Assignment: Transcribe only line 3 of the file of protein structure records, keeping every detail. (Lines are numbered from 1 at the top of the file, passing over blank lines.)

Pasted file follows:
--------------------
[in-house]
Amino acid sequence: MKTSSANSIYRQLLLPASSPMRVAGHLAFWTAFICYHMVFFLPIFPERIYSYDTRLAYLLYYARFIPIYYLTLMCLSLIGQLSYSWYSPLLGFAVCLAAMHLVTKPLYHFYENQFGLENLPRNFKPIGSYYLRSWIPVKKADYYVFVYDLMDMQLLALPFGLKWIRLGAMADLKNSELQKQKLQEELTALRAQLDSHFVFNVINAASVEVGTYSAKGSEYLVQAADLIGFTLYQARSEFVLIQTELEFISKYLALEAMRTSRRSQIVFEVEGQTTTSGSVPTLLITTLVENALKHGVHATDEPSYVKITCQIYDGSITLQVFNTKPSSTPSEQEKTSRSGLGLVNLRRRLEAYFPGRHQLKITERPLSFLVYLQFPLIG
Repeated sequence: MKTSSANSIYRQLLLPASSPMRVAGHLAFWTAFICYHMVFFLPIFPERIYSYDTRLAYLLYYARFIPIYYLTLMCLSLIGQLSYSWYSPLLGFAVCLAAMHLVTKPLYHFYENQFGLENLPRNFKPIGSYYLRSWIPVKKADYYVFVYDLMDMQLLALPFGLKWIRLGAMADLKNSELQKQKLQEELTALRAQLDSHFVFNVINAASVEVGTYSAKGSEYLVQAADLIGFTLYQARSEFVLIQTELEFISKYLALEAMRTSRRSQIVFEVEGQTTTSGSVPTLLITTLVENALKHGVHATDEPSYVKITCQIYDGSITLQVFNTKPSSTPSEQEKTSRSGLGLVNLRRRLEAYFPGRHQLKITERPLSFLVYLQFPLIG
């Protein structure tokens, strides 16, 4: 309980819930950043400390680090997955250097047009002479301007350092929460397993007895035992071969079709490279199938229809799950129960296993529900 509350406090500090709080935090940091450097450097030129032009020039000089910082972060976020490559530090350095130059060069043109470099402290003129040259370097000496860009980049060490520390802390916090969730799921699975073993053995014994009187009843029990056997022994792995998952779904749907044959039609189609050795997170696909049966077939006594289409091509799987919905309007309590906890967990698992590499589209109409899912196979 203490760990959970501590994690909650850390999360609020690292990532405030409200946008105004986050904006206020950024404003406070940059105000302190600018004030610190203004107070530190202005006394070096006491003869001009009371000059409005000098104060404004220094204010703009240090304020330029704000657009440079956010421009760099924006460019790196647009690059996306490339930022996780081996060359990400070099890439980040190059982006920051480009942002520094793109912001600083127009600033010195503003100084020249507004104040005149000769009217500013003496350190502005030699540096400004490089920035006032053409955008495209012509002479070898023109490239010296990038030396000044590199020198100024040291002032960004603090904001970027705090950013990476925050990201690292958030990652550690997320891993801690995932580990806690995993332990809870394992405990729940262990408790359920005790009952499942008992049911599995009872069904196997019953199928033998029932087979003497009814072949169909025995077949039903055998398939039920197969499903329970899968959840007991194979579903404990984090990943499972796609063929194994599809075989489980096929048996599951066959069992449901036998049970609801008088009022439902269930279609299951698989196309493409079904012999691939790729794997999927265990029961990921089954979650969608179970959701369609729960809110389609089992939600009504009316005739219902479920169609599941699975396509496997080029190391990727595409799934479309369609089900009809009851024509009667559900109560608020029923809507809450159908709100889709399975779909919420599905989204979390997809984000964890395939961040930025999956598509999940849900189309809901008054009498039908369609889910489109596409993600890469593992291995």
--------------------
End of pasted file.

Repeated sequence: MKTSSANSIYRQLLLPASSPMRVAGHLAFWTAFICYHMVFFLPIFPERIYSYDTRLAYLLYYARFIPIYYLTLMCLSLIGQLSYSWYSPLLGFAVCLAAMHLVTKPLYHFYENQFGLENLPRNFKPIGSYYLRSWIPVKKADYYVFVYDLMDMQLLALPFGLKWIRLGAMADLKNSELQKQKLQEELTALRAQLDSHFVFNVINAASVEVGTYSAKGSEYLVQAADLIGFTLYQARSEFVLIQTELEFISKYLALEAMRTSRRSQIVFEVEGQTTTSGSVPTLLITTLVENALKHGVHATDEPSYVKITCQIYDGSITLQVFNTKPSSTPSEQEKTSRSGLGLVNLRRRLEAYFPGRHQLKITERPLSFLVYLQFPLIG